Found in the Middle of Nowhere

Asia, Burma, English Teacher, refugees, Rohingya, Students, Thailand, Uncategorized

“Ahhh! Teacher!! Helloooo!” Absolute chaos erupted the moment I swiped to the right of my incoming Viber call. I usually ignore anonymous Viber calls. Most of the time, it’s just another die-hard Burmese fan who’s trying to ask me if I have a “lover” (No really, I wish I was joking). I had no idea who was on the other end of the phone, but after seeing my phone ringing constantly for 5 minutes, I figured I should probably pick up. A slow, pixelated video showed up on my screen. My heart jumped when I saw their faces appear. It was one of the Rohingya families from the refugee shelter in Thailand.

How in the world did they find my number? They must be calling me from the shelter. They were excitedly trying to tell me something,  but I couldn’t understand amidst the simultaneous yelling of six people on the other end. When things finally settled down, I asked them what they were trying to tell me. “Teacher, America! America!”

Yeah, yeah, yeah. That’s all the kids really talked about at the shelter, so this was nothing new. I figured they just wanted me to tell them about how America is, so I started speaking. Just then, I looked at the video and realized that one of the little boys was wearing a jacket. A snow jacket. That’s definitely not something you wear in Thailand.

“Yasin Zuhar, where are you right now?” I asked, hoping to hear the answer that I dreamed of, but knew I would never hear.

“Teacher! I’m in America!”

Suddenly everything stood still.


Then the whole family chimed in and yelled, “Yes, Teacher! In America! Right now!”

So it’s true. The impossible finally became possible. I couldn’t believe what I was hearing, so I just started laughing uncontrollably. Then I started crying. I left this family in Thailand, thinking I would never see them again. The odds of them being relocated to the US out of the 65 million refugees in the world were incredibly slim. The UNHCR officers told me there was no chance I would see them again. It would take years for them to be resettled in the States. And here they are.

I asked them where they were in America.

“Sheboygan, Wisconsin!”

Never been there, but I immediately booked a flight to Milwaukee. I thought I left this family forever only to find that I’ve found them again…in the middle of nowhere…in Sheboygan.

When I knocked on their front door, Yasin Zuhar answered. He was one of the first Rohingya children I met in Thailand, so it was only fitting that he was the one to open the door. He was wearing giant snow pants with a beanie and long-sleeved adidas shirt. Already such an American. 

When he saw me, his eyes lit up and he jumped into my arms. His sisters, brothers, and mother joined and within minutes, we were all reunited.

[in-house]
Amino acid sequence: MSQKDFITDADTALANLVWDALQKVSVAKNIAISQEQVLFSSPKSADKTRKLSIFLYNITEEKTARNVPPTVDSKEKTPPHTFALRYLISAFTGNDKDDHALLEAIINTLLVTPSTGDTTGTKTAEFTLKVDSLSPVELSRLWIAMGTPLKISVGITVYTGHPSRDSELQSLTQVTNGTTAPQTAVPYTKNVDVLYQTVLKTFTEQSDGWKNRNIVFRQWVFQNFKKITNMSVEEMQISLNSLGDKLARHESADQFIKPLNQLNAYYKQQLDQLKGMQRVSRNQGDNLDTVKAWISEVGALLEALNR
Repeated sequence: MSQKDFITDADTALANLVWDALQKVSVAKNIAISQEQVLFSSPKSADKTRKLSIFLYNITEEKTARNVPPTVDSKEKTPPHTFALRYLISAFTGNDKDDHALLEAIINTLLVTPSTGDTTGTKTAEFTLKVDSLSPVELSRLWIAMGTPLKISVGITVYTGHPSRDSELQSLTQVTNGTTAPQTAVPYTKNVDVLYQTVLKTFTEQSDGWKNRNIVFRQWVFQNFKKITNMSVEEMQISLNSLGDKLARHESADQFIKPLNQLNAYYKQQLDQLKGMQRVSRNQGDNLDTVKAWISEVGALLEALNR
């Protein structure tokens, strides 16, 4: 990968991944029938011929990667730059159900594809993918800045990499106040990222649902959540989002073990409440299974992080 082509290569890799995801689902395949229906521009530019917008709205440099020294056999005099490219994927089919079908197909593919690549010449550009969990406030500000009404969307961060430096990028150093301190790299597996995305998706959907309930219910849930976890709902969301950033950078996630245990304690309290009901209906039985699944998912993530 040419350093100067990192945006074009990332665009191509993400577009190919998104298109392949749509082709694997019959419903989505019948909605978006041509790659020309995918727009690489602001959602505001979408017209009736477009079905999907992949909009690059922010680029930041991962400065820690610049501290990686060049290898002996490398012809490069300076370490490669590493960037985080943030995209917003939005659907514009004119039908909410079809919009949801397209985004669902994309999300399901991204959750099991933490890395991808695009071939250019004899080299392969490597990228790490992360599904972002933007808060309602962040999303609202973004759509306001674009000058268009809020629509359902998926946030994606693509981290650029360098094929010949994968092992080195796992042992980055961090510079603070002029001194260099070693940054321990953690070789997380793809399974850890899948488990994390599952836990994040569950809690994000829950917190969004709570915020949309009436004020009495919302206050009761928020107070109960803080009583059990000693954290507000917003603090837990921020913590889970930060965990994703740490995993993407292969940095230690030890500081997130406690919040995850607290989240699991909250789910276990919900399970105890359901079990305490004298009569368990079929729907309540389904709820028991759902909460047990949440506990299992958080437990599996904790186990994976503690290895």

There were two things I noticed about seeing them for the first time since Thailand. First, their English had improved tremendously. It was amazing to see the progress they’d made since I first met them as shy, fresh-off-the-boat refugees in Thailand.

They could barely speak two words of English and now they are telling me about their new school, their American friends, and how cold snow is on their feet when they try to run outside without their boots (no kidding).

The second thing was the sheer gratitude they showed me. They were so shocked that I would actually come visit them. They called every family member they could contact…this included the mother’s eleven siblings, first cousins, second cousins, aunts, uncles, mother’s sister’s husband’s distant relatives, etc. Contacting all of the relatives took roughly the entire trip’s duration, which spanned over a couple of days. I was shocked at how they were able to stay in contact with so many friends and family, despite their transient lifestyle.

I guess the only thing that they noticed about me was the fact that I had lost some weight since I last saw them. “Oh no, Teacher! Very small! Not good!” So they decided to make it their mission to provide me with food at all hours of the day and night. When I say all hours, I mean all hours. They woke me up at 2:00am and prepared a fully cooked meal for me (after giving me 3 cups of instant coffee to stay awake for the meal). Any time I would finish something, they would prepare a new meal. Not just a snack. A homecooked meal. That was their way of showing their gratitude for me. Apparently they were trying to make up for the hours of English class I gave them in Thailand…in food.

It was a never-ending cycle of food on my plate; absolute heaven for a 15-year-old high school football player. Not so much for me. I reached a point where I wanted to cry because I was so full. So they saw my face and thought, “She must be hungry!” and whipped up some homemade green chicken curry.

Breakfast at 6am.

They were so excited to show me to their favorite hangout spots, which included Walmart and McDonald’s. They were enamored by the fact that we could visit Walmart at 1:00am; so that’s exactly what we did. The children showed me how they can bike around town to get everywhere. They told me how they aren’t afraid of the police here. They took me door to door and introduced me to the other refugees in the area. They told their story to the neighbors and I instantly became the token English teacher. This also meant I was invited over to all of their homes for a home cooked meal. I felt as though I was in a foreign country…in Sheboygan, Wisconsin.